Gunmaking was considered an extremely skilled craft in the 18th century, and firearms, including pistols and muskets, were all constructed by hand. In this way, every gun was a one-of-a-kind possession, and a gun broken could not be easily repaired. At the very least, the process was time consuming and expensive, as the gun had to be brought to a craftsman and repaired to order.
Did You Know?
Eli Whitney first made his name at the tender age of 27 with his invention of the cotton gin, patented in 1794. This revolutionary device was easily copied, however, and several patent infringement lawsuits gained little to no financial reward for Whitney and his partners.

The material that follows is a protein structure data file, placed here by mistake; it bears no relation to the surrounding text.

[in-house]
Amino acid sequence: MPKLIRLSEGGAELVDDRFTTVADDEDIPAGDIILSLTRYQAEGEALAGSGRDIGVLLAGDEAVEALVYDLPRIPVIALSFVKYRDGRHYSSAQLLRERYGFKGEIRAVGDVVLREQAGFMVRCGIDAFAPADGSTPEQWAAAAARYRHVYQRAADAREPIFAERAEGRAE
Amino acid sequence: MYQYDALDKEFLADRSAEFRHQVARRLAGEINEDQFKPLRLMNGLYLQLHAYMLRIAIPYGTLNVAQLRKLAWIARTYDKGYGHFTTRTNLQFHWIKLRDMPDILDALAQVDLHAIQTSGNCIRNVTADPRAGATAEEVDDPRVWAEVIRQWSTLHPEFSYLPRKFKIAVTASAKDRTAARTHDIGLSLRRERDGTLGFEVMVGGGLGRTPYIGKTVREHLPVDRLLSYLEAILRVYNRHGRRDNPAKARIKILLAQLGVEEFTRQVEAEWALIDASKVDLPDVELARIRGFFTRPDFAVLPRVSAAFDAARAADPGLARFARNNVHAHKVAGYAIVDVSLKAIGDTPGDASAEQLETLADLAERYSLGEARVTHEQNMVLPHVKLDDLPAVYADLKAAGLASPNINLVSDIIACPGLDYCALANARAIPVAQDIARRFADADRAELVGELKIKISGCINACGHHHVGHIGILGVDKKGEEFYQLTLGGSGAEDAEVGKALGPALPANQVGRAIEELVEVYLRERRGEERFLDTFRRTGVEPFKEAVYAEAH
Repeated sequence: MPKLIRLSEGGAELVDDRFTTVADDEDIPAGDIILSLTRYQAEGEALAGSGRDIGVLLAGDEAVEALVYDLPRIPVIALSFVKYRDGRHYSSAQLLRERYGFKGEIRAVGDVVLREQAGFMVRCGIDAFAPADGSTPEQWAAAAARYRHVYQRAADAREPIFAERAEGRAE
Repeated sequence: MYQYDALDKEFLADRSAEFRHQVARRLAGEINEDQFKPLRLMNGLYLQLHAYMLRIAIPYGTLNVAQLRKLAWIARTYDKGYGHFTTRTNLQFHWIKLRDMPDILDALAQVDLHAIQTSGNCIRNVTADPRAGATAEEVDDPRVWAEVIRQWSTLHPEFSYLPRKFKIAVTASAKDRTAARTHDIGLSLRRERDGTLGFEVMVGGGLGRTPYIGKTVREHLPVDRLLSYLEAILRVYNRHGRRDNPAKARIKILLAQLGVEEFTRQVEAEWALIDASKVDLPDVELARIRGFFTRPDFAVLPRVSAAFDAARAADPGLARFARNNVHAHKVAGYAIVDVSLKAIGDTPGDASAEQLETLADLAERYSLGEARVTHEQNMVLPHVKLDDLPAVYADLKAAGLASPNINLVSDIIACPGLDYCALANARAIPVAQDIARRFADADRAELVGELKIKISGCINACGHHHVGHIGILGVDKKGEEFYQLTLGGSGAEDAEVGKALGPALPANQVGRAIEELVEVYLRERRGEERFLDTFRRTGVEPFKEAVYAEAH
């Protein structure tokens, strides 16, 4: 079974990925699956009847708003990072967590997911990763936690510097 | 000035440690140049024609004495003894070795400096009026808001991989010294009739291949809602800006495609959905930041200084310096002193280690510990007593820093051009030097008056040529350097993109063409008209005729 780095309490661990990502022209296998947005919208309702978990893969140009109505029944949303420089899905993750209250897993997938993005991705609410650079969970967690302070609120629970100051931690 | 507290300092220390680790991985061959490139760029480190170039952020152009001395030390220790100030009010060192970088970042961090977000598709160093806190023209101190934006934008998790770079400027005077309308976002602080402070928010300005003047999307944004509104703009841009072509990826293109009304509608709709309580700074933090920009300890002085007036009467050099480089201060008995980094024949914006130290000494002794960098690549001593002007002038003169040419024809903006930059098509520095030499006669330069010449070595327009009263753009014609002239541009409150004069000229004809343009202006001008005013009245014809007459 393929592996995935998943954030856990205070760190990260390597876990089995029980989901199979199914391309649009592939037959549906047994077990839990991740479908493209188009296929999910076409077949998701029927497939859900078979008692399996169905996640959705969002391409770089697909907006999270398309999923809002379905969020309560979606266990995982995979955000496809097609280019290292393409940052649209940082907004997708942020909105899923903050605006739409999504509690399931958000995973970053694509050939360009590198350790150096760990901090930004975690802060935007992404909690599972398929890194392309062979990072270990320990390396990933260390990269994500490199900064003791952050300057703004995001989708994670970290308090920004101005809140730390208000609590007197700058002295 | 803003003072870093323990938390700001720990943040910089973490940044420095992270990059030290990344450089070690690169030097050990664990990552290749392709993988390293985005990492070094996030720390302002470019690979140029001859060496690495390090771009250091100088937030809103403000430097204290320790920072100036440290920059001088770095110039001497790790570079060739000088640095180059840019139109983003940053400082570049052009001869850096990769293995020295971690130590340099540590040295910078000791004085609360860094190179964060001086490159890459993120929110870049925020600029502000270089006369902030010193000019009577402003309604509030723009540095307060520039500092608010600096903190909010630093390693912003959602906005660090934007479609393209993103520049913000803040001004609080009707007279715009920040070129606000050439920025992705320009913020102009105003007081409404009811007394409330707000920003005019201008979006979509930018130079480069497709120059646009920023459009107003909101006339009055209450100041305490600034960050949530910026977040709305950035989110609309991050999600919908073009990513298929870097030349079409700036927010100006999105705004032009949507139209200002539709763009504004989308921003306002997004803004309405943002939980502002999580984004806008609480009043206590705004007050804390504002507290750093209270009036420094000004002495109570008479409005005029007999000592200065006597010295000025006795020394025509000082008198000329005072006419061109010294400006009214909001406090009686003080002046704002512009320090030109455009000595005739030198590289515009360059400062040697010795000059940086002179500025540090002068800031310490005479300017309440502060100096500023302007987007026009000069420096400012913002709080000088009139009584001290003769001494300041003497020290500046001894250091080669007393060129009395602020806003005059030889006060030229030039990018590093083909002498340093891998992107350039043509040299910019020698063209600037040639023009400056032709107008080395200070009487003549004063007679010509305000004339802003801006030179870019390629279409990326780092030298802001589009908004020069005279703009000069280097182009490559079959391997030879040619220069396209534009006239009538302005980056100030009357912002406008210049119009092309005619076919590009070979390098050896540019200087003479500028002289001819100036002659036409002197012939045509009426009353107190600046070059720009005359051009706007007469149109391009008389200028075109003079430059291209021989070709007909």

In the mid-18th century, the French gunsmith Honoré LeBlanc suggested the gun parts be made from standardized patterns, so that all gun parts would follow the same design and could be easily replaced if broken. LeBlanc was not alone in imagining the potential value of this concept; an English naval engineer Samuel Bentham had earlier pioneered the use of uniform parts in the production of wooden pulleys for sailing ships. LeBlanc’s idea didn’t catch on in the French gun market, however, as competing gunsmiths saw clearly the effect that it would have on their craft. In 1789, Thomas Jefferson, then serving as American minister to France, visited LeBlanc’s workshop and was impressed by his methods. Despite LeBlanc’s efforts, however, it would be left to another man to fully introduce interchangeable parts into the American—and later the international—weapons industry.